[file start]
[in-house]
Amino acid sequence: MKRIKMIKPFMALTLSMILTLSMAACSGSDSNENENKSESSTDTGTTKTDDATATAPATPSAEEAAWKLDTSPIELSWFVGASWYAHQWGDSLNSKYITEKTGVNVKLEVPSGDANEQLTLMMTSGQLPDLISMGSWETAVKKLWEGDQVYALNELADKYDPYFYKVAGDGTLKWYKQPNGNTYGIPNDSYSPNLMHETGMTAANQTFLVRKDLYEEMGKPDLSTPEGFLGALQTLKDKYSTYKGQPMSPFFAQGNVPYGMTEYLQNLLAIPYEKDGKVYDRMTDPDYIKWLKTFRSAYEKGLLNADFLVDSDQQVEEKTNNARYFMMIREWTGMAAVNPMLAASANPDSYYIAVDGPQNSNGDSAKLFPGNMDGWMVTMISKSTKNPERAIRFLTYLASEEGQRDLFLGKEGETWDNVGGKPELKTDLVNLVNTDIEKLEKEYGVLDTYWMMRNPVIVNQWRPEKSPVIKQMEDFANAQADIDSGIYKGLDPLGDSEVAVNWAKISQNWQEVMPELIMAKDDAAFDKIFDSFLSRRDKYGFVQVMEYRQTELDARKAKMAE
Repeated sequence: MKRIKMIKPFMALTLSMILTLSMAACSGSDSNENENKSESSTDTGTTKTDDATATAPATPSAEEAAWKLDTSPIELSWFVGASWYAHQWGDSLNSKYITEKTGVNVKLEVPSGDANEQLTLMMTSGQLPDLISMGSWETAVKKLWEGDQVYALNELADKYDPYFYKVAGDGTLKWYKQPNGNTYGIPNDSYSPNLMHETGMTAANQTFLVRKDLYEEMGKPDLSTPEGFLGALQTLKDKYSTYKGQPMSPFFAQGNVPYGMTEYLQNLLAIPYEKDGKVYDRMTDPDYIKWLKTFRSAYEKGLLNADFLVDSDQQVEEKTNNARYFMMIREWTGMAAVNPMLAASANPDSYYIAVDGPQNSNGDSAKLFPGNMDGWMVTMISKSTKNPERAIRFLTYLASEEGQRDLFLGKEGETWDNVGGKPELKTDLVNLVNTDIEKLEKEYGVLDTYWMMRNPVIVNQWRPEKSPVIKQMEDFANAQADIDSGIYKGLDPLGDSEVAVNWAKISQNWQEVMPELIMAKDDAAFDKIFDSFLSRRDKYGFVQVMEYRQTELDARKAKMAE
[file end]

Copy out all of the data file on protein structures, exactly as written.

[in-house]
Amino acid sequence: MKRIKMIKPFMALTLSMILTLSMAACSGSDSNENENKSESSTDTGTTKTDDATATAPATPSAEEAAWKLDTSPIELSWFVGASWYAHQWGDSLNSKYITEKTGVNVKLEVPSGDANEQLTLMMTSGQLPDLISMGSWETAVKKLWEGDQVYALNELADKYDPYFYKVAGDGTLKWYKQPNGNTYGIPNDSYSPNLMHETGMTAANQTFLVRKDLYEEMGKPDLSTPEGFLGALQTLKDKYSTYKGQPMSPFFAQGNVPYGMTEYLQNLLAIPYEKDGKVYDRMTDPDYIKWLKTFRSAYEKGLLNADFLVDSDQQVEEKTNNARYFMMIREWTGMAAVNPMLAASANPDSYYIAVDGPQNSNGDSAKLFPGNMDGWMVTMISKSTKNPERAIRFLTYLASEEGQRDLFLGKEGETWDNVGGKPELKTDLVNLVNTDIEKLEKEYGVLDTYWMMRNPVIVNQWRPEKSPVIKQMEDFANAQADIDSGIYKGLDPLGDSEVAVNWAKISQNWQEVMPELIMAKDDAAFDKIFDSFLSRRDKYGFVQVMEYRQTELDARKAKMAE
Repeated sequence: MKRIKMIKPFMALTLSMILTLSMAACSGSDSNENENKSESSTDTGTTKTDDATATAPATPSAEEAAWKLDTSPIELSWFVGASWYAHQWGDSLNSKYITEKTGVNVKLEVPSGDANEQLTLMMTSGQLPDLISMGSWETAVKKLWEGDQVYALNELADKYDPYFYKVAGDGTLKWYKQPNGNTYGIPNDSYSPNLMHETGMTAANQTFLVRKDLYEEMGKPDLSTPEGFLGALQTLKDKYSTYKGQPMSPFFAQGNVPYGMTEYLQNLLAIPYEKDGKVYDRMTDPDYIKWLKTFRSAYEKGLLNADFLVDSDQQVEEKTNNARYFMMIREWTGMAAVNPMLAASANPDSYYIAVDGPQNSNGDSAKLFPGNMDGWMVTMISKSTKNPERAIRFLTYLASEEGQRDLFLGKEGETWDNVGGKPELKTDLVNLVNTDIEKLEKEYGVLDTYWMMRNPVIVNQWRPEKSPVIKQMEDFANAQADIDSGIYKGLDPLGDSEVAVNWAKISQNWQEVMPELIMAKDDAAFDKIFDSFLSRRDKYGFVQVMEYRQTELDARKAKMAE